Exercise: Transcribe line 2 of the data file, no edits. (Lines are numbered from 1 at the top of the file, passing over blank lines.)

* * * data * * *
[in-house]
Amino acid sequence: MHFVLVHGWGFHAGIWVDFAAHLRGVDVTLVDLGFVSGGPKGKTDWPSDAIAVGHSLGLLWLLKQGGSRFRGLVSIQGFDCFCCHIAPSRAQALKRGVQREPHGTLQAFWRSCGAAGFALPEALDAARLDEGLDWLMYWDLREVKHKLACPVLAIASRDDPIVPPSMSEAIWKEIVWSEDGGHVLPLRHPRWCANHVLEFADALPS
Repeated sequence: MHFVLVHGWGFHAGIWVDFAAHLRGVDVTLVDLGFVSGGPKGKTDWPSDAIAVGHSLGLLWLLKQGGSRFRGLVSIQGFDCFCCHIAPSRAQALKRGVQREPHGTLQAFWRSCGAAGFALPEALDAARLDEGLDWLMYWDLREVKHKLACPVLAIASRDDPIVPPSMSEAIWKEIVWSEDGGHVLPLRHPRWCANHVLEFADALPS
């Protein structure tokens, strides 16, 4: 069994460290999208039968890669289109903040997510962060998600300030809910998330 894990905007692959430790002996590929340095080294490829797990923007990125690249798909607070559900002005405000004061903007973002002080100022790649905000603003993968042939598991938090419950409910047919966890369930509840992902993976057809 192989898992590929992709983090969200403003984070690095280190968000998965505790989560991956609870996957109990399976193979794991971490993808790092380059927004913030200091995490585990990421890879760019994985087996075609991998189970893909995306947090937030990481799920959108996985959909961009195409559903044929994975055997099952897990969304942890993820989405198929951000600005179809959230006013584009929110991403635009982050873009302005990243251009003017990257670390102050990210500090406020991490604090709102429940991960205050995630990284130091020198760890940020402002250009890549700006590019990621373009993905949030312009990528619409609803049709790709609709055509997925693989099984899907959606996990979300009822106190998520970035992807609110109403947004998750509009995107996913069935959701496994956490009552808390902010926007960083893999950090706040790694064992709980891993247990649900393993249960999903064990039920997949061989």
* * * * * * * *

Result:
Amino acid sequence: MHFVLVHGWGFHAGIWVDFAAHLRGVDVTLVDLGFVSGGPKGKTDWPSDAIAVGHSLGLLWLLKQGGSRFRGLVSIQGFDCFCCHIAPSRAQALKRGVQREPHGTLQAFWRSCGAAGFALPEALDAARLDEGLDWLMYWDLREVKHKLACPVLAIASRDDPIVPPSMSEAIWKEIVWSEDGGHVLPLRHPRWCANHVLEFADALPS